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Two Of A Kind

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The Cardinals have blended the work of Edgerrin James (32) and Tim Hightower (34) at running back this season.

Edgerrin James has no desire to coach. None.

"I'd be a general manager or something," James said with a smile. "I'm an upstairs-type-of-person."

But James doesn't mind giving advice in his current role as Cardinals' running back – and that's one of the reasons his relationship with teammate/heir apparent Tim Hightower has been symbiotic.

On the field, James still receives the bulk of the Cards' work. But Hightower, the team's fifth-round draft pick, has become Arizona's short-yardage and goalline specialist in addition to giving James a rest now and then.

Off the field, James has given Hightower lessons on the NFL, becoming more than a teammate but not quite a coach.

"He is a mentor because he has taken me under his wing and he has taught me a lot," Hightower said. "I am blessed to be able to play with him."

James sees it as natural, the desire to help Hightower improve and to pass along the knowledge he's gained in 10 NFL seasons.

"I try to help him as much as I can, eliminate as much trial and error as possible," James said. "I like Tim as a person. As a player, I want him to be good. When I am through playing, to see someone go out and do the things I have done, I want to help him. I have had a nice career and I have seen some of everything and my experience out here (in Arizona) has been … interesting."

Through five games, James has 92 carries for 334 yards and three touchdowns, along with 10 receptions for another 73 yards. Hightower has 36 carries for 110 yards and five touchdowns, and has added 10 catches himself (for 92 yards).

Using two backs -- at least – has worked for many successful teams. The Cowboys, who visit Arizona this weekend, use bruiser Marion Barber and speedy Felix Jones. The Giants have Brandon Jacobs and Ahmad Bradshaw. The Panthers have DeAngelo Williams and rookie Jonathan Stewart. The Titans use LenDale White and Chris Johnson.

Contrasting styles like Barber and Jones in Dallas can help a team. But Cardinals coach Ken Whisenhunt said as long as he has two good backs he is happy because "naturally there will be some contrast, because everyone's skill set is a little bit different."

Whisenhunt would have preferred to use a two-back tandem more often last season, when Marcel Shipp and J.J. Arrington didn't quite fill the need behind James. "Edge" carried the ball 324 times a season ago, with Arrington's 26 carries the second-most on the team.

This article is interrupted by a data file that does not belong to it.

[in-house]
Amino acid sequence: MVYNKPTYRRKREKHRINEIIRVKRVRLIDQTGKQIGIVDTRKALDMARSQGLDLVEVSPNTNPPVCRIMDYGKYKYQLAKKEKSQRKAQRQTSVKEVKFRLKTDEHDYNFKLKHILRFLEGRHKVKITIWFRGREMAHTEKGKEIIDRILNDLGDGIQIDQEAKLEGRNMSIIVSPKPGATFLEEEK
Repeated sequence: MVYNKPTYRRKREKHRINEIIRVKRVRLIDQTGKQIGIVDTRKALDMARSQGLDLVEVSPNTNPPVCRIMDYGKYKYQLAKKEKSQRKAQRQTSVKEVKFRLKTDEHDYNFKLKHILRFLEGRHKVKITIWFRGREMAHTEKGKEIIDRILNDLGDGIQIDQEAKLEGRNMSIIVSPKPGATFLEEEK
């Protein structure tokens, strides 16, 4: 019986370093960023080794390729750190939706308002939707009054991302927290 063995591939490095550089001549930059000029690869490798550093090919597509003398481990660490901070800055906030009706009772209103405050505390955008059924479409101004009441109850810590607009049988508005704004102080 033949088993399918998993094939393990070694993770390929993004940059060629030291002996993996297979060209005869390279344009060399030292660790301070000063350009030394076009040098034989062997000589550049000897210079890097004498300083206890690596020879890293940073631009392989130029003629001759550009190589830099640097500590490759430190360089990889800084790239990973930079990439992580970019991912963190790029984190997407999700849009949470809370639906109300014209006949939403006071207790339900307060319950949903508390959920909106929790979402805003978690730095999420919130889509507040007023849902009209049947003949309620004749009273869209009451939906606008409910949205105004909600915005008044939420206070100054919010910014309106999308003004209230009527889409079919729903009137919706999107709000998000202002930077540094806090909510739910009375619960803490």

That Hightower has already eclipsed that mark underscores his importance.

"If you have a couple guys who are a little different it gives you an advantage because you can't prepare for one guy," offensive coordinator Todd Haley said. "I really like it."

Haley added that the Cards' use of Arrington for the first time last week actually gives him three legitimate weapons out of the backfield. And while most running backs would prefer to be "The Man" when it comes to their workload, Haley said having options is better for the team.

"You always have to worry about guys' egos and feelings," Haley said.

"We need guys who are thinking team first. It obviously has been proven with the Patriots and the Giants the past couple of years, team-first wins."

There is an adjustment, however. James, who turned 30 during training camp and whose contract runs out after the 2009 season, doesn't quite have the burst the younger Hightower does. That was on display against the Bills, when Hightower took a third-and-1 carry 17 yards for a touchdown.

It makes sense for Hightower to get steady work. Despite the seemingly clear delineation of roles between James and Hightower, however, James said he is still getting used to the rotation.

"You go to training camp, you do things one way, and you come into the season doing things another way, we really haven't settled into how we are doing it," James said.

Hightower wants to eventually be the main back, a thought he freely admits. But he also said his give-and-take with James during these formative years can only help him.

"You understand your role and you can either embrace it or you can fight against it," Hightower said. "The more you embrace it, the more you understand it and the better you'll do.

"I came into a good situation where I can work with Edgerrin and it is beneficial. It is different at first. But you do what you have to do to help the team win and I can't complain at all because it's been getting good results."


Contact Darren Urban at askdarren@cardinals.nfl.net. Posted 10/9/08.

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